This article is only available in the PDF format. Download the PDF to view the article, as well as its associated figures and tables.
To the Editor:
—I wish to contribute a statement to the subject of the remuneration of physicians:I have been in the general practice of medicine since 1890 in Detroit on the same lot on which I was born. For twenty years I trusted all applicants for medical aid with results approximately as follows:2 per cent. would pay me promptly.13 per cent, could pay me only "when I went after them."25 per cent, got out of paying me in every possible way.60 per cent, did not pay me at all.Jan. 1, 1910, I turned over a new leaf, and referred to other physicians all would-be patients who did not pay cash and had not approved credit. In 1910, the income from my practice was 98 per cent, greater than my average yearly income for the preceding twenty years and my expenses for 1910 were less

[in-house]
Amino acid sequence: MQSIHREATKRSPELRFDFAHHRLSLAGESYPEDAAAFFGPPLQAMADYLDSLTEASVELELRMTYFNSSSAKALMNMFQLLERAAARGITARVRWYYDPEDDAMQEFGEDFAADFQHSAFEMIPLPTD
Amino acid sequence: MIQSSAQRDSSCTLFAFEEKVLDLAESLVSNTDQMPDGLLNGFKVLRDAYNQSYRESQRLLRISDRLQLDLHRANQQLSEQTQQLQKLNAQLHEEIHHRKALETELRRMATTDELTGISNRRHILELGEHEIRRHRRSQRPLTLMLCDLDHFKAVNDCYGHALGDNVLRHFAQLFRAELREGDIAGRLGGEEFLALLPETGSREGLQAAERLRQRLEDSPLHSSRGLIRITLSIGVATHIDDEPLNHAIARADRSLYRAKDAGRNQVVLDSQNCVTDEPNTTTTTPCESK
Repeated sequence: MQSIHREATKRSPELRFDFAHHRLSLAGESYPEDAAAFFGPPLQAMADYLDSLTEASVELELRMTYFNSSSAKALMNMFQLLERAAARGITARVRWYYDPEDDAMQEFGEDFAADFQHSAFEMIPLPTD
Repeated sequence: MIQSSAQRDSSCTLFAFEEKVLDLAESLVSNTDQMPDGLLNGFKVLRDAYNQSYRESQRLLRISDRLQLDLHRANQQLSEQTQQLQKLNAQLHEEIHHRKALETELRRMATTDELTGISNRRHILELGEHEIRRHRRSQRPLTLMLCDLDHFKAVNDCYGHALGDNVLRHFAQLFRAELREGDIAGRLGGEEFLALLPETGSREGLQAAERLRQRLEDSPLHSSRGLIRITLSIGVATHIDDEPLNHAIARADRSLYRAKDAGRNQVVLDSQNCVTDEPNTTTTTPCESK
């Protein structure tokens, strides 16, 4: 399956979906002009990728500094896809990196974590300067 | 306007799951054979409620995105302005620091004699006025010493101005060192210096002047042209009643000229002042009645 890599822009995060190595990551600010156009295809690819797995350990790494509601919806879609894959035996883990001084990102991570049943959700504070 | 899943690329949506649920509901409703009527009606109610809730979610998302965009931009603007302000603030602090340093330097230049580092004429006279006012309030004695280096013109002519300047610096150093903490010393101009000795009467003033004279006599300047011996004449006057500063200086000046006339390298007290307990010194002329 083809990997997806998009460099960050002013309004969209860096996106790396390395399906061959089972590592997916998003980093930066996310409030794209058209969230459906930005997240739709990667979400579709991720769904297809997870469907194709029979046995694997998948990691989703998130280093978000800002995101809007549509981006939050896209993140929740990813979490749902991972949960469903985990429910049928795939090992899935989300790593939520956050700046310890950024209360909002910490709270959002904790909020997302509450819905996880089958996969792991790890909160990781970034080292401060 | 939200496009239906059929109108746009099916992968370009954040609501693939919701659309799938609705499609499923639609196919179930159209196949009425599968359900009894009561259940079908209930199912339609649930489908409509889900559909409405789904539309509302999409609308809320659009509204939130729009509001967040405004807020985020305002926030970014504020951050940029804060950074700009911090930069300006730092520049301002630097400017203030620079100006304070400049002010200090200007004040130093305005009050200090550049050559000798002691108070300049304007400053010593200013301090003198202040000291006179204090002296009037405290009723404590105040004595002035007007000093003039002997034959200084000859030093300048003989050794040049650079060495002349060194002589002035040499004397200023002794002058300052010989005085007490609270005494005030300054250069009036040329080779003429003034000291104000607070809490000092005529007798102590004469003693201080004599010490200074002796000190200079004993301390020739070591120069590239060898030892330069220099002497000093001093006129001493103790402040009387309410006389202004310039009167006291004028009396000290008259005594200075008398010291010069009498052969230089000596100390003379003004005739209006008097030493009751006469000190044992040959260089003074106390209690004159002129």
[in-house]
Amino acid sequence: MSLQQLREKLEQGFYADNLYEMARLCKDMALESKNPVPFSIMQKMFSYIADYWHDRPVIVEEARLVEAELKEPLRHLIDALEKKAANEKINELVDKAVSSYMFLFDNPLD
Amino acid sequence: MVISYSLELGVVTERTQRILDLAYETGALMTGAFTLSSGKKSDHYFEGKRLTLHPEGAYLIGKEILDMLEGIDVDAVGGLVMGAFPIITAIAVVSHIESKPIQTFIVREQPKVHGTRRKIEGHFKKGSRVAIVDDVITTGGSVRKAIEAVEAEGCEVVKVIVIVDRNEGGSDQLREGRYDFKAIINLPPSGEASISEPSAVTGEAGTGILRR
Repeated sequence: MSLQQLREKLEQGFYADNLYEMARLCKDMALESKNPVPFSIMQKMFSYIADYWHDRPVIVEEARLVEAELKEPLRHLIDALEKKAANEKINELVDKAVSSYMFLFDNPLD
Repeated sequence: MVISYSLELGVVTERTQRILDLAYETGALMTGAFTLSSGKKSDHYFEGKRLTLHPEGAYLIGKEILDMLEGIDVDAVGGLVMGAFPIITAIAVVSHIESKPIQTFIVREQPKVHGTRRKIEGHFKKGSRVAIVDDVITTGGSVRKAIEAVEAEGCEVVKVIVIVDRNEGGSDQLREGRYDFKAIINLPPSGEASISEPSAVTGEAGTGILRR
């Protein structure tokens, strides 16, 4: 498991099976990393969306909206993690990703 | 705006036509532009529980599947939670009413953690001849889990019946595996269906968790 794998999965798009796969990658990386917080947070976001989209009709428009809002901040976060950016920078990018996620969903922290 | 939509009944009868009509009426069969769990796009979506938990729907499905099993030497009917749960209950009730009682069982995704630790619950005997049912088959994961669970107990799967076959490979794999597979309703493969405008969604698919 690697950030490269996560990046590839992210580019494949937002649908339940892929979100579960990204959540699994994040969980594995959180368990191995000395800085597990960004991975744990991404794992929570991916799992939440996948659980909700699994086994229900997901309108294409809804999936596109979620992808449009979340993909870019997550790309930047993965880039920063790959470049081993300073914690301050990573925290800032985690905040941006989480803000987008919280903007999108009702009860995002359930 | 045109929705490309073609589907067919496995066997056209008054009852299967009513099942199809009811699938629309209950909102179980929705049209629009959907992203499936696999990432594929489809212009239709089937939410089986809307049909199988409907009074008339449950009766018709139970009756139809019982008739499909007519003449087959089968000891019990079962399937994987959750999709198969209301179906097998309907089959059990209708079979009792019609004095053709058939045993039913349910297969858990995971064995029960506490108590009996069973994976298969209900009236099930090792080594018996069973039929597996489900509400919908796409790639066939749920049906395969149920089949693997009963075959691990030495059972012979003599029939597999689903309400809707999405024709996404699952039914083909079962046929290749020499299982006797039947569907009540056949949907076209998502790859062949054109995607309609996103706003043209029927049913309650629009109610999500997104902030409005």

Irwin JL. One Physician's Method of Increasing His Income. JAMA. 1911;LVI(9):687. doi:10.1001/jama.1911.02560090059027
Customize your JAMA Network experience by selecting one or more topics from the list below.
Create a personal account or sign in to: